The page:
Israel’s population on the eve of its 69th anniversary is 8.68 million, the Central Bureau of Statistics (CBS) announced Thursday, in advance of Israel Independence Day, to be commemorated next Tuesday. According to the statistics, 74.7 percent of the population, or 6,484 million, is Jewish, while 20.8 percent, or 1.808 million, are Muslim Arab. Four and a half percent, or 388,000, are Christian Arabs. The rest are non-Arab Christians or members of other religions. A total of 183,000 foreign workers from Africa, Europe, and Asia live in Israel as well.
Israel’s population increased 159,000 since last Independence Day, at a rate of 1.9 percent. Over the last year, a total of 174,000 babies were born, 30,000 people immigrated to the country, and 44,000 people passed away. Seventy-five percent of Israel’s Jewish population was born in Israel, the highest percentage ever – and half are at least second-generation Israelis. In 1948, when the state was established, less than 1 percent of the citizens of the new state was native-born.
In terms of age, Israel is a young society. Fifty-four percent of Israelis are between the ages of 19 and 64, while the under-18 number constitutes 35 percent of the country’s population. Eleven percent of Israelis are aged 65 and older. According to the CBS, there are currently 14.41 million Jews in the world, 43 percent of them living in Israel.
Forty-four percent of Israelis call themselves “secular,” while the rest identify themselves along a religious spectrum from “traditional” to “chareidi.” A total of 32 percent identify themselves as “observant,” “religious,” or “chareidi.”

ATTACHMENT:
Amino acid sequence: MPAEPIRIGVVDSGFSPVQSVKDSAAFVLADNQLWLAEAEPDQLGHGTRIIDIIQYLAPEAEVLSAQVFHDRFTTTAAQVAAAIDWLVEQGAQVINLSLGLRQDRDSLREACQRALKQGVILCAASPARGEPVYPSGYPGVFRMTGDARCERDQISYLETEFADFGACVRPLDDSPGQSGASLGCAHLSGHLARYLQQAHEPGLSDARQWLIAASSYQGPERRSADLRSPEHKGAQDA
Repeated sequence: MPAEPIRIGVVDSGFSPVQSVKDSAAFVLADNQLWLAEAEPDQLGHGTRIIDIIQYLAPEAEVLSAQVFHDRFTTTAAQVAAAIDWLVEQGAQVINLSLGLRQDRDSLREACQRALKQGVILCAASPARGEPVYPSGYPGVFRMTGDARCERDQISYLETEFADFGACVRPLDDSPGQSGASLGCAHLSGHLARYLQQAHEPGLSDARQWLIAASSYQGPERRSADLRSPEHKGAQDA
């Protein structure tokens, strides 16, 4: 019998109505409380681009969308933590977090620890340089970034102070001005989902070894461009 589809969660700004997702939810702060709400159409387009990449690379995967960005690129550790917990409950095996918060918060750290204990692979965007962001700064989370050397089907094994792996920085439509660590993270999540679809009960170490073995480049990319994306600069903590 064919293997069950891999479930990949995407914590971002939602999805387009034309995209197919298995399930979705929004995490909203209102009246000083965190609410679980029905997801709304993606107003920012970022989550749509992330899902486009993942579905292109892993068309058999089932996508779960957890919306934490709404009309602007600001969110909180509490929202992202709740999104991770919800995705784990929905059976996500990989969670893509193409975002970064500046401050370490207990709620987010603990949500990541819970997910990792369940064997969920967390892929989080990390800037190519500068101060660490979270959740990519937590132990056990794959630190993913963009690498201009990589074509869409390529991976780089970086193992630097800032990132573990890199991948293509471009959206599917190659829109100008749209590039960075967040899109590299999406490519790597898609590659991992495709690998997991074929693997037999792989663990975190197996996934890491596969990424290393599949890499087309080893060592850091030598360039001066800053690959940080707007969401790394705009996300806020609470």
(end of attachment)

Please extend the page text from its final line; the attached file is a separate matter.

The biggest city in Israel continues to be Yerushalayim, with 865,700 people. The smallest town in Israel is Neve Zohar, a small village in the Negev, which has an official population of 71 people. In general, Israel is a crowded country; the population density in the country is 373.2 per square kilometer, compared to 43.1 per square kilometer in 1948. Currently, there are 14 cities in Israel with populations exceeding 200,000.
Israelis on average get married at 26.1 years of age, and the birth rate among all Israelis is 3.1. Among Jews, that figure is 3.1 as well, somewhat lower than in 1995, when the rate was 3.6. The major change has come among Muslims, who in 1955 had an average of 8 children per family; today that figure is 3.3, almost the same as the Jewish population.
While few would deny that there is a housing problem in Israel today, with homes too expensive for many people, things have improved considerably in this area as well, the CBS said. In 1957, 42.8 percent of Israelis owned their own homes, a figure which has climbed to 67.6 percent of the population today. The percentage of people renting a home has plummeted during that time span, from 57.2 percent to 26.7 percent today.
And, the CBS said, it counted 3.24 million vehicles traveling on Israeli roads – compared to 34,000 in 1951 – a growth factor of 95 fold.